There's a lot of good stuff in this thread.

Barely getting by with one income?

Sell the car & replace it with something cheaper. Your spouse can buy a nicer car once they begin working, in the meantime you can't afford it.

MahiMike
04-30-2009, 07:44 AM
If I was unemployed, I'd hoard every dime. don't pay anybody off. Just keep it in the bank.

MahiMike
04-30-2009, 07:45 AM
Barely getting by with one income?

Sell the car & replace it with something cheaper. Your spouse can buy a nicer car once they begin working, in the meantime you can't afford it.

Even better.

Amnorix
04-30-2009, 07:59 AM
HYPOTHETICALLY.....


no CC debt. no debt besides the car.

Job prospects are not the greatest.....but there are some options for the interim that are more of a part time pay then a professional full time pay.
And this "hypothetical" couple is getting by with one income...but barely. So, any little bit a month to ease the crunch would be nice.


There's a lot of good stuff in this thread.

Based on that, I'd bank the cash.

Amnorix
04-30-2009, 08:00 AM
That thread has me curious:

Say one is getting tax money back. It's a significant amount of money. And say that same one's husband/wife is still in the process of job searching. The couple already has money saved for about three months worth of the unemployed spouse's salary. What would be the suggestion they do with the tax money?

I don' tknow how to do a poll....so we'll do it this way:

a. Put the money in savings
b. Pay off the car, and gain an extra $400 a month by doing so
c. Invest the money into things to upgrade the house you hope to sell in a few years
d. Other

BTW, unless you intentionally like giving the government an interest free loan as a way of "forced savings", you'd be better off doing a bit of math and coming up with a better withholding rate structure, unless you had something weird happen last year that resulted in so much overwithholding.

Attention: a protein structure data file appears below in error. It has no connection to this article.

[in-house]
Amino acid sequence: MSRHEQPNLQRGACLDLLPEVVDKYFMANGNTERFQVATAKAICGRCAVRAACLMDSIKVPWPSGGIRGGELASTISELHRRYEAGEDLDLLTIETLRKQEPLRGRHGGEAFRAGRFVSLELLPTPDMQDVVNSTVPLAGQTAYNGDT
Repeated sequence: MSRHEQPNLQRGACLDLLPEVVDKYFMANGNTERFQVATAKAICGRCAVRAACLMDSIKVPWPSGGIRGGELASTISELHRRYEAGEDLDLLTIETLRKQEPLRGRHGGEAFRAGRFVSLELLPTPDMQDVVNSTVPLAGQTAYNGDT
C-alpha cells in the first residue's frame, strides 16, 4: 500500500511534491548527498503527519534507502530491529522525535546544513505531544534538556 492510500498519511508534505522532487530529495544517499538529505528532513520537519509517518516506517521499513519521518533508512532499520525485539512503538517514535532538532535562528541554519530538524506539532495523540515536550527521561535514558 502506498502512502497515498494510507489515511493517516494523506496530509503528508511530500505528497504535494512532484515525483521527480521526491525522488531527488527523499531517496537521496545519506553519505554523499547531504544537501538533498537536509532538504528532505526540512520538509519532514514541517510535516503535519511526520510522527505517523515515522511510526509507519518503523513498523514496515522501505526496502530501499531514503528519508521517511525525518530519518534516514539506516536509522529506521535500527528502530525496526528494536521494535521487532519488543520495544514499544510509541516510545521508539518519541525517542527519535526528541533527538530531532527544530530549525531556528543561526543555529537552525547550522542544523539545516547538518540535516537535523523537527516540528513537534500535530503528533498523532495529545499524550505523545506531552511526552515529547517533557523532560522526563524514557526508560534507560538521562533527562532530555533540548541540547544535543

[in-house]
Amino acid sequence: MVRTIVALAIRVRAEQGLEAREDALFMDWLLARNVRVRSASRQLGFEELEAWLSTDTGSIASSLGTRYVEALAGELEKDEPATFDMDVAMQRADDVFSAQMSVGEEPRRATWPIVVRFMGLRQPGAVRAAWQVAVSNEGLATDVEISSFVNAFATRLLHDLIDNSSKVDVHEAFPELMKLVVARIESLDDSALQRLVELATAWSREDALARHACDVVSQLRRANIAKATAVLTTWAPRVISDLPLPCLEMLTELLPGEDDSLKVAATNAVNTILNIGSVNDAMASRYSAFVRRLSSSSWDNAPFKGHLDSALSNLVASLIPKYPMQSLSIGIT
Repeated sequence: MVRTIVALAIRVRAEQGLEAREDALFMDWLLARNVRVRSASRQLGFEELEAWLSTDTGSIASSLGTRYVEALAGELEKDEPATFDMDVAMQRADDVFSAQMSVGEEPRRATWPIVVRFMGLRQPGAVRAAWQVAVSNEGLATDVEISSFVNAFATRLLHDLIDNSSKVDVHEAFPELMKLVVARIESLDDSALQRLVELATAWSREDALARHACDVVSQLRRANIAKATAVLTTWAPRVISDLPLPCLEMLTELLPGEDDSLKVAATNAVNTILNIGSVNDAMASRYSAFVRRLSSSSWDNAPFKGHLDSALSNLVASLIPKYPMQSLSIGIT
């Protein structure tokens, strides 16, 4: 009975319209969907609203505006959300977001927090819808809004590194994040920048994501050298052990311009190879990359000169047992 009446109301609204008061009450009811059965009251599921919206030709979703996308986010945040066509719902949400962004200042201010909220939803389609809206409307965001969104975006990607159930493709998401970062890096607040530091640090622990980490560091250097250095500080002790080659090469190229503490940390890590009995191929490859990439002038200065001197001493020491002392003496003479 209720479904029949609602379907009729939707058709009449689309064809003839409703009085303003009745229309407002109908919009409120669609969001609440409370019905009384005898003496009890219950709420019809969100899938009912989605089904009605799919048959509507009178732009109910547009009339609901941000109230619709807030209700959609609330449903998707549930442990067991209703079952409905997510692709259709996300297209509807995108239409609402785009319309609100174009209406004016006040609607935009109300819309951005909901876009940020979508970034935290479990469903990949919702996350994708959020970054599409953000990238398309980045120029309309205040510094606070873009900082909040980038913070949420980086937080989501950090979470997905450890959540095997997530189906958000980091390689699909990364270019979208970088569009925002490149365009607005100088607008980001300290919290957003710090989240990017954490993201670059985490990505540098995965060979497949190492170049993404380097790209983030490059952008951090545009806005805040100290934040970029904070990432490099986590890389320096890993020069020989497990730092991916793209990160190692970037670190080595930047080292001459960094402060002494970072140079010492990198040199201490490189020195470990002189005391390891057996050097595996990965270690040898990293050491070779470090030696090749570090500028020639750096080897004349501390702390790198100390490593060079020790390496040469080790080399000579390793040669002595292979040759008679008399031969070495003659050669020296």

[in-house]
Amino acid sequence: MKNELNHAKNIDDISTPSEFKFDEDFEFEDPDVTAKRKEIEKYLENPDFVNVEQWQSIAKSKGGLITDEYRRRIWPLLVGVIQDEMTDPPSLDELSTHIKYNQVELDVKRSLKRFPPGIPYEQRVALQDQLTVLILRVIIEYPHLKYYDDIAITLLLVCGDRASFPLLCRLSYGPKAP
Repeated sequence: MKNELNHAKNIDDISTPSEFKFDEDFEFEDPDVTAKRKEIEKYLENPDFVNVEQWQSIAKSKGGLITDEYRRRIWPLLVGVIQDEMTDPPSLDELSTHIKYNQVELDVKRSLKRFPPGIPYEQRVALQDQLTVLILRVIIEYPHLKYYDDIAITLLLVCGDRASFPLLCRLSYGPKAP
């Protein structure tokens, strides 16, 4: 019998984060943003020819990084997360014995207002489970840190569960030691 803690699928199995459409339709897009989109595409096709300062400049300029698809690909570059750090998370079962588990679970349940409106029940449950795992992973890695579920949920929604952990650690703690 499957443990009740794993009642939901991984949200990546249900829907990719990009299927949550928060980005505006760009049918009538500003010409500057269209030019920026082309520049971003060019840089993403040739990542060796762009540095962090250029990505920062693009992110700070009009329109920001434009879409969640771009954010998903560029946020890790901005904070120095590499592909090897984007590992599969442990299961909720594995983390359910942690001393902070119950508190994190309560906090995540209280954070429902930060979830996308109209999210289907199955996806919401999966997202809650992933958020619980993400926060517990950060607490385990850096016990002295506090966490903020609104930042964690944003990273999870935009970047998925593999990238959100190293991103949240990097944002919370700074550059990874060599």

Jilly
04-30-2009, 09:51 AM
Cash it out and take it to Ameristar. Put the money on black and double your take. Then put it all down on a blackjack table and hit 21. Then, go get a hotel room there and party all night.

:evil:

Jilly
04-30-2009, 09:52 AM
BTW, unless you intentionally like giving the government an interest free loan as a way of "forced savings", you'd be better off doing a bit of math and coming up with a better withholding rate structure, unless you had something weird happen last year that resulted in so much overwithholding.

Being a minister is a weird profession.....we pay all 15% of social security, aren't taxed on all the income because we get a "housing allowance", etc. so finding the balance between it all is odd. My tax guy and I have a date for May to look at it... Plus, having a child kind of made things a little more odd this past year as well.

Jilly
04-30-2009, 09:54 AM
Barely getting by with one income?

Sell the car & replace it with something cheaper. Your spouse can buy a nicer car once they begin working, in the meantime you can't afford it.

Not selling the car. I have 1 year left of payments and it's the one "reliable" vehicle we have.

And yeah...I'd prefer you not judge us getting by with one income...I think that's pretty good given the circumstances.

macdawg
04-30-2009, 11:43 AM
I think your being touchy I just clarifying what you said in another post as I read through this quickly. I'm not judging at all, I will have my wife quit her job when we have kids. Just saying if it were me I'd sell the car, you can find reliable cars with 80-90k for $3000 easy (whole different topic).

Jilly
04-30-2009, 03:08 PM
I think your being touchy I just clarifying what you said in another post as I read through this quickly. I'm not judging at all, I will have my wife quit her job when we have kids. Just saying if it were me I'd sell the car, you can find reliable cars with 80-90k for $3000 easy (whole different topic).

I think that post says it all. "I will have my wife quit her job when we have kids." Why don't you quit your job?

Hydrae
04-30-2009, 04:03 PM
I think that post says it all. "I will have my wife quit her job when we have kids." Why don't you quit your job?

He's afraid his wife will come on here and talk about how he isn't employed. :D

macdawg
05-01-2009, 01:09 AM
I think that post says it all. "I will have my wife quit her job when we have kids." Why don't you quit your job?


And yeah...I'd prefer you not judge us...I think that's pretty good given the circumstances.

BWillie
05-01-2009, 02:08 AM
Cash it out and take it to Ameristar. Put the money on black and double your take. Then put it all down on a blackjack table and hit 21. Then, go get a hotel room there and party all night.

Bad idea. I once put $400 on black. I lost. Then I went back into the bathroom and literally started decking myself in the face. Alcohol may or may not of been involved.